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27 Apr 2011 16:09
Almost overlooked as Charl Schwartzel surged clear of a congested leaderboard to clinch this month’s US Masters with a sizzling finish was the fact that he eclipsed Tiger Woods with his breakthrough.
Woods, a four-time winner of the season’s opening Major, claimed his first Masters victory in his third appearance at Augusta National, while South African Schwartzel, remarkably, did so with his second attempt.
Only two other players have landed the cherished green jacket in their second starts—Jimmy Demaret in 1940 and fellow American Herman Keiser in 1946.
In 1997, a 21-year-old Woods became the youngest Masters champion, cruising to a 12-shot victory and mocking the belief that the recipe for success at Augusta National took years to learn.
Woods is a very special case, though, and he has since claimed a further 13 Major titles to embellish his credentials as the best player of his generation and, arguably, ever.
Today, the conventional wisdom about earning your Masters spurs still applies—despite Schwartzel’s spectacular display in the final round a fortnight ago, when he ended a sweltering afternoon of breathtaking shot-making with four successive birdies.
Asked before this year’s Masters if he would be surprised to see a relative Masters novice slipping into the green jacket, British world number one Lee Westwood, who was ranked second at the time, told Reuters: “Yeah, a little bit I suppose.
“You look at repeat winners here. It seems to be the rule that you have to have played a few [Masters] to get the hang of it.
Local knowledge does come in there.
“There are such fine parameters—a yard past the flag on certain holes can be the difference, or short of the flag can be the difference between having a chip for birdie and struggling to get down in two.
“So when you talk about two or three yards either way, obviously local knowledge counts for a lot.”
While there is very little rough at pine tree-lined Augusta National, its notorious greens with their severe slopes and slick pace present the most daunting challenge for the players.
For Schwartzel’s compatriot Dale Hayes, a former European number one who played in three Masters during the 1970s, success at Augusta National hinges on the position of every first putt.
“Before you even get to the greens, you have to know where to hit the golf ball to allow you to hit your second shots in the right places on the greens,” Hayes (52) told Reuters.
“The guys that do well at Augusta are the guys who hit their shots to the greens in the right positions. If you are in the wrong positions, you will never, ever win there.
“But if you are in the right positions, you’ve got a chance because you can leave yourself putts that are relatively easy.”
Hayes, a five-time winner on the European Tour, agrees with former world number one Nick Price’s assessment of how top amateur golfers would fare on Augusta’s daunting greens.
“Nick has said that he could take a scratch golfer, put him on the green in regulation play on every hole at Augusta National and that player would score 90,” Hayes said with a smile. “That he would three-putt every green at best.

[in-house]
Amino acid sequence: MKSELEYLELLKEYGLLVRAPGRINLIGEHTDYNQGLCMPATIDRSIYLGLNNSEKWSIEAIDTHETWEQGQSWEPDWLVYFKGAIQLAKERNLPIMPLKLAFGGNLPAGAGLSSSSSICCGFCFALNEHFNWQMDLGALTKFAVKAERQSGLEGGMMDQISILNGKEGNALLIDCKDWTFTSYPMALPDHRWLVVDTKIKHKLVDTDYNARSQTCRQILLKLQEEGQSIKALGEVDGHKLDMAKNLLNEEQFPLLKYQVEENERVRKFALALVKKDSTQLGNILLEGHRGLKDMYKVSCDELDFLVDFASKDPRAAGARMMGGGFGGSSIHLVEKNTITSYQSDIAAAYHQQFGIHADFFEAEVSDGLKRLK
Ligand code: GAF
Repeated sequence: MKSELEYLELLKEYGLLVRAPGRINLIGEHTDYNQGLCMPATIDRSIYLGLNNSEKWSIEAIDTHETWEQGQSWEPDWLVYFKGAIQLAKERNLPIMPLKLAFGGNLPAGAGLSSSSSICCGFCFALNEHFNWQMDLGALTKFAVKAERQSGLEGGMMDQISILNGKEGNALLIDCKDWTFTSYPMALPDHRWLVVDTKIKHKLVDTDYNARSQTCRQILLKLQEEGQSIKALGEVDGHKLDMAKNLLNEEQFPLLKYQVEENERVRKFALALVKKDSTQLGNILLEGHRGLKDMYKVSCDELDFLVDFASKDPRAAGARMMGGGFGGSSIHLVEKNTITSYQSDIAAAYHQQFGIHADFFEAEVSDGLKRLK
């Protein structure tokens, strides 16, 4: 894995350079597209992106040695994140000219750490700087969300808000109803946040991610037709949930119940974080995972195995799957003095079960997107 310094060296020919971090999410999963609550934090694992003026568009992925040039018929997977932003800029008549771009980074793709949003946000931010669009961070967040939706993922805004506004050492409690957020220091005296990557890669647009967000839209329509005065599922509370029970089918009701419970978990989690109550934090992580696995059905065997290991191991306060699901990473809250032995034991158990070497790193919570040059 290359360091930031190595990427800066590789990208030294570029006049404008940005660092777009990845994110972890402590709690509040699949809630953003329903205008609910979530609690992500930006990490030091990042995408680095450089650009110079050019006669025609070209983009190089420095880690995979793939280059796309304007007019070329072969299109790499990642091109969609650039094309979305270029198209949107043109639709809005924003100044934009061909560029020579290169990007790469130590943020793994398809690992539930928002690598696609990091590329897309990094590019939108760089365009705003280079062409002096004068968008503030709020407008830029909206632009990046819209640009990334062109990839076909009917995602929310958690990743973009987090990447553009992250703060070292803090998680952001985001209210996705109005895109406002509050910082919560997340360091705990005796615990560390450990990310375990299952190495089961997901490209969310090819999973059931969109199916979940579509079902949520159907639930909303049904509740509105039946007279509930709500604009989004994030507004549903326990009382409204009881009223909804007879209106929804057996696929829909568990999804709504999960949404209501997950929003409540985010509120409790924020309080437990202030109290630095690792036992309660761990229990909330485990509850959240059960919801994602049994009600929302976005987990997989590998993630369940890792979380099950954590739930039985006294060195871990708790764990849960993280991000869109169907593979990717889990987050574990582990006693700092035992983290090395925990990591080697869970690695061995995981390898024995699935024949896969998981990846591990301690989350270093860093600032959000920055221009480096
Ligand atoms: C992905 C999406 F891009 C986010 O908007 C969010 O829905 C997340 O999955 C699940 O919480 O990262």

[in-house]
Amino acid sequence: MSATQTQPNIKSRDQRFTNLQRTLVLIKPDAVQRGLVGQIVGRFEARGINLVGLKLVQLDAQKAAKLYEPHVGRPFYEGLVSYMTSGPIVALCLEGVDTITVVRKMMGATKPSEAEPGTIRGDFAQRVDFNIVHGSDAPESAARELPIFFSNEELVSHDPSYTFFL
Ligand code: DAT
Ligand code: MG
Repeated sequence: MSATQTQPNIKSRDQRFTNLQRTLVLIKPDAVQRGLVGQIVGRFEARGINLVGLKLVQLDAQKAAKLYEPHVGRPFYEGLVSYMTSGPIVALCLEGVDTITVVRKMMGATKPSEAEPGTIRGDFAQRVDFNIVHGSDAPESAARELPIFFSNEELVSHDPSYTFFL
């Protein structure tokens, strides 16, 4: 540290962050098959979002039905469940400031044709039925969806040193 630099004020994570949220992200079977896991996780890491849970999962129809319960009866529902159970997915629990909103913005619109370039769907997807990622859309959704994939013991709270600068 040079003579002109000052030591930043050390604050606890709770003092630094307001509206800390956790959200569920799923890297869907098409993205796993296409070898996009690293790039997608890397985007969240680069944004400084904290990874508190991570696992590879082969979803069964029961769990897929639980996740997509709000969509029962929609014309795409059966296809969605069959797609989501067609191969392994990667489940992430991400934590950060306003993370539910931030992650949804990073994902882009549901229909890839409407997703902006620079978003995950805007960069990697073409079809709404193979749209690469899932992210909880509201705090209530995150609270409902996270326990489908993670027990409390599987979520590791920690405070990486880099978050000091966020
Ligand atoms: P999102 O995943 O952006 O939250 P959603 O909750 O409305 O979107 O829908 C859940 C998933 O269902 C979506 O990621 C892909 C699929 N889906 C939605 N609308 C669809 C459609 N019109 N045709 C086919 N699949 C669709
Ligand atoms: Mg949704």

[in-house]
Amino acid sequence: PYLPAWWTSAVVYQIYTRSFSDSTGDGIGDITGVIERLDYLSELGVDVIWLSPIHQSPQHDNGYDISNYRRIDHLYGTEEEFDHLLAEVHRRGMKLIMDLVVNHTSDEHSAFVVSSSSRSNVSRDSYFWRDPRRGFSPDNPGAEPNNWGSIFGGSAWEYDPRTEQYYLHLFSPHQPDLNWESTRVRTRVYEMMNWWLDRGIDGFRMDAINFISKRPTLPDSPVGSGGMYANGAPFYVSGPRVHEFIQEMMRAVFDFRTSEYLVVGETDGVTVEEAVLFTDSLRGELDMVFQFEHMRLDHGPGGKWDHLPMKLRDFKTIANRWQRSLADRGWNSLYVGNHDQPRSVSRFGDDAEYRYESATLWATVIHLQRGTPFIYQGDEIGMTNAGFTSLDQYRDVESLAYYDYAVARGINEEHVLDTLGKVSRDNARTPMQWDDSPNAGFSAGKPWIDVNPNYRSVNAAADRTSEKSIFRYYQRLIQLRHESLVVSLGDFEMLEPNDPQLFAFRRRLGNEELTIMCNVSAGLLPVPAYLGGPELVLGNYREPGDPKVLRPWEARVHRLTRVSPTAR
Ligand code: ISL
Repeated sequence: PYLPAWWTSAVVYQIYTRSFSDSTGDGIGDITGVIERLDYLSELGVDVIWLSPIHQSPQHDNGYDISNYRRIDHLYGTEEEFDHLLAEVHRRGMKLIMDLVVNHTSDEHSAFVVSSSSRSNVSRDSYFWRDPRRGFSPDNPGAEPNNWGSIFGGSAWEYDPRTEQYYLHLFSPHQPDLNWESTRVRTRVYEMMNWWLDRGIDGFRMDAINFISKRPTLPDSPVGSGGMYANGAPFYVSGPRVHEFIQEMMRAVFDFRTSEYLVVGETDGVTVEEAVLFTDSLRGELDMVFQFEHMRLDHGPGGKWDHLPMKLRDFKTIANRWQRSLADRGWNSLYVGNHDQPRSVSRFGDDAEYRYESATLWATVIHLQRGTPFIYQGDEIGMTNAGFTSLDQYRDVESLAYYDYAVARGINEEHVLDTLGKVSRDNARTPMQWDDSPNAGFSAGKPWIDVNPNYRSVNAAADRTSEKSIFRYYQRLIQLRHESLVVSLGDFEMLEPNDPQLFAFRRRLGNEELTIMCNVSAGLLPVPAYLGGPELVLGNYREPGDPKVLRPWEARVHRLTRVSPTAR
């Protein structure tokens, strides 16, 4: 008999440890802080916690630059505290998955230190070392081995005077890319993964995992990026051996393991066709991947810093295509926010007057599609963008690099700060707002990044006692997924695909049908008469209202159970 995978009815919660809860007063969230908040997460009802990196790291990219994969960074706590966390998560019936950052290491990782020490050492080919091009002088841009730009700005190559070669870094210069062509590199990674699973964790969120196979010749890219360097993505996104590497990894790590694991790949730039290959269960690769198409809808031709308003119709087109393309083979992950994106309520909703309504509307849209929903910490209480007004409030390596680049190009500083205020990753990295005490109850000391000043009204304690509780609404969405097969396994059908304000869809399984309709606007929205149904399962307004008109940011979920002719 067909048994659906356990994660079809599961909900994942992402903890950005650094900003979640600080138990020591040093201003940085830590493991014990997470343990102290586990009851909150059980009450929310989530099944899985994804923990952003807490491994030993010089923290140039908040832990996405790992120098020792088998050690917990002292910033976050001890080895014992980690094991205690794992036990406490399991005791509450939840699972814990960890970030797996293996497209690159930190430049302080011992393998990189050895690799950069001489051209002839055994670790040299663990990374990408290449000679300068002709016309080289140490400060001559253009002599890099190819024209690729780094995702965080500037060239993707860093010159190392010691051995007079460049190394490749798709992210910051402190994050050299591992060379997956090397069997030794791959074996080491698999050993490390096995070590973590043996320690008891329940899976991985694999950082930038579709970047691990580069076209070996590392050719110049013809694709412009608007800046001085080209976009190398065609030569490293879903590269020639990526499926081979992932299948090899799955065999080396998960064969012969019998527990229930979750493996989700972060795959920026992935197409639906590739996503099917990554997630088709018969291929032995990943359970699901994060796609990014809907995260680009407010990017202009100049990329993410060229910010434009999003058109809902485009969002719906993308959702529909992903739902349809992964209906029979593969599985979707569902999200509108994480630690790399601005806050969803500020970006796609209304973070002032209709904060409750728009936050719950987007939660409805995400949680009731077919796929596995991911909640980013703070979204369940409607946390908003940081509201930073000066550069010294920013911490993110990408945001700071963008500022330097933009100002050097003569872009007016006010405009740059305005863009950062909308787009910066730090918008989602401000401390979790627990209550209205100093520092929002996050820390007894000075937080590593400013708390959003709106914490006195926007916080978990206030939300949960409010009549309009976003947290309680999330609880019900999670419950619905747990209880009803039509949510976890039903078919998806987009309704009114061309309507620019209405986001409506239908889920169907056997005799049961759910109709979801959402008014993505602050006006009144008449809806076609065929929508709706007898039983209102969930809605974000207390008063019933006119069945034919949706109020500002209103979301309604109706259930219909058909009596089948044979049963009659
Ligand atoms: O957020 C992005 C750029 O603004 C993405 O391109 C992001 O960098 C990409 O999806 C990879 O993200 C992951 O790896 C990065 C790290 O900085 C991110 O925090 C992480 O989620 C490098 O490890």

“I believe that’s a fact. I think you could even take a professional and he would three-putt every green from some of the positions.
“It’s all about the shots to the greens at Augusta—the first shots on par threes, second shots on par fours and sometimes third shots on par fives. Where you hit the ball is critically important.”
Schwartzel, who tied for 30th on his Masters debut last year, conceded that relative newcomers to Augusta National faced a steep learning curve.
“It’s definitely one of those courses where you’ll keep learning every year you come back,” the rail-thin South African said. “It’s not a course you’re going to master after a couple of rounds.
“I’ve been fortunate enough to come out here before the tournament weeks with Ernie (Els) and play a few rounds. You get to see a lot. You can spend a bit of time, stand back and look at things a bit more.”
Schwartzel, who won the Masters on the 50th anniversary of compatriot Gary Player’s 1961 title, said he had especially benefited from Augusta National advice passed on by Jack Nicklaus and Zimbabwean Price.
Six-time winner Nicklaus took the young South African through his strategy for playing every hole at Augusta during a lunchtime discussion in Florida last year, while Price taught him how to tackle the greens.
“Last year I had problems with the putting,” Schwartzel (26) said. “I found the greens were just so quick. I’ve never hit putts so soft from 40 feet and I struggled with that.
“Nick said he used to find the fastest putt on every green and practise that. That’s what I did for ... three weeks.
“Every tournament I went to, I just practised the fastest putt I could find ... to learn to hit the putts that softly. It really paid off. I felt so good on these greens.”—Reuters
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